New resident Maria Rushing, who comes to us from Potomac Falls, was born and raised in Asmara, the capital city of Eritrea. For those of you whose knowledge of geography is as fuzzy as mine: Eritrea is a small East African country in the Horn of Africa with an extensive coastline along the Red Sea. It was colonized by Italy in the late 1800s, but annexed to Ethiopia after World War II, finally winning its independence in 1993.
Maria’s family, who originally came from Italy, had lived in Asmara for several generations, and it was always assumed she would marry a local boy with similar bloodlines. Not so. Charlie hailed from Cairo, Illinois, and was an upcoming Vice Consul at the American Consulate in Asmara when they met.
And how did they meet? Maria was working as a hostess for Aden Airways, the Asmara subsidiary of British Airways, and Charlie stopped at her desk and asked her a question. He asked the question in English, however, and she didn’t understand him. Although she was able to read three additional languages: French, Arabic, and English, she couldn’t speak them. So Charlie switched to Italian, after which he gallantly offered to walk her home. And that was that. They were married five months later.
This was in 1960, and Maria and Charlie would have a long and happy marriage of 50 years, one filled with the challenges and joys of family and career as they moved and lived throughout the world, in both the Eastern and Western hemispheres. Their first posting as a married couple was to Southern Rhodesia, where their son, Evan, was born. Since Rhodesia had been a British Colony, English was spoken, and Maria’s English vocabulary grew by leaps and bounds. Then they were sent to the French Congo –and to Brazzaville, the capital of the Republic of the Congo where Maria polished up her French and their second son, Alex, was born. Then they received orders to the Washington, D.C. area, where they bought their first home.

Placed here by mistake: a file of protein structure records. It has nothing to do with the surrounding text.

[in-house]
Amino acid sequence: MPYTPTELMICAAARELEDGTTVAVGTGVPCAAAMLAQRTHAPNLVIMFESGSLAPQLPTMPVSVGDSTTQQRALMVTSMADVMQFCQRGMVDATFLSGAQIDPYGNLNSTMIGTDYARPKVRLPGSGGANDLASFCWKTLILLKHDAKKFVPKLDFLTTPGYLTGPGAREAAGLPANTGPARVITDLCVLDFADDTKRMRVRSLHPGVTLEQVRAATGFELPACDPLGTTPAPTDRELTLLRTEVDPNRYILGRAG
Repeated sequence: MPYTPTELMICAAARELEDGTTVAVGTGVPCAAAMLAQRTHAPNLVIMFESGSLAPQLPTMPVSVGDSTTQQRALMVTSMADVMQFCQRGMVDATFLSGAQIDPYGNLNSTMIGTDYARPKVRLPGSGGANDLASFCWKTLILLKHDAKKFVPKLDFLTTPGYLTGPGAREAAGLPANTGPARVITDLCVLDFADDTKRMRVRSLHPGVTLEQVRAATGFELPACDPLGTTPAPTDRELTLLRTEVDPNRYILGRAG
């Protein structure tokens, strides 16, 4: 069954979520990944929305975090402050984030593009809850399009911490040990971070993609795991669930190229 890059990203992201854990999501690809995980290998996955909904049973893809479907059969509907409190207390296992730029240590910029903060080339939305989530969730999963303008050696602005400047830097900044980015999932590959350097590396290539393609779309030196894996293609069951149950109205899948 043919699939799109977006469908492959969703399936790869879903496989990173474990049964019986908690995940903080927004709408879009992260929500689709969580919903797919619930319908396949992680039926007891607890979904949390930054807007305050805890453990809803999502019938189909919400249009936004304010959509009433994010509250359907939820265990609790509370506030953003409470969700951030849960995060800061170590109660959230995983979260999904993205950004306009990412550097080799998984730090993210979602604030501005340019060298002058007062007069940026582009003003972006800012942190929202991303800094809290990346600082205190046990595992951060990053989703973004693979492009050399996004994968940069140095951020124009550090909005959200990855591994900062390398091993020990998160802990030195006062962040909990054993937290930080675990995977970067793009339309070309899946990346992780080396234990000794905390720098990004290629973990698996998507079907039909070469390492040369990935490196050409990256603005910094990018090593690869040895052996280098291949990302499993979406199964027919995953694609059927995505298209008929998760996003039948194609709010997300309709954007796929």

In 1969 they were sent to Vientiane, capital of Laos. It was beautiful, Maria says, and the people were wonderful, but it was a sad tour because war and the echoes of war were all around. Then on to Monrovia, Liberia, for two years, followed by six months in Rome, where Charlie attended the NATO Defense College. After that, they were sent home to Virginia, to the Danish Language School, followed by – you guessed it! – a four-year tour in Copenhagen.
After Copenhagen, the family spent four years (1978- 1982) in Dublin, Ireland, before returning to their house in Chevy Chase. They had a three-year home tour, then a six-year posting to Geneva, Switzerland. Then there were two years in Norfolk, VA, before they were sent back to the D.C. area. Charlie’s final assignment was as a senior political adviser to the State Department’s Executive Secretariat in Washington. Sadly, Charlie died in 2010.
Maria has friends in this area from her days with the Foreign Service. Several live here at Falcons Landing. She visited and liked what she saw. She particularly liked the fact that Falcons Landing has an enthusiastic Mah-Jongg group.
So, with Maria’s ability to read and speak several languages, which does she now prefer to use? English, of course. However, she says she still dreams in Italian. And counts in Italian. Especially when tallying her Mah-Jongg!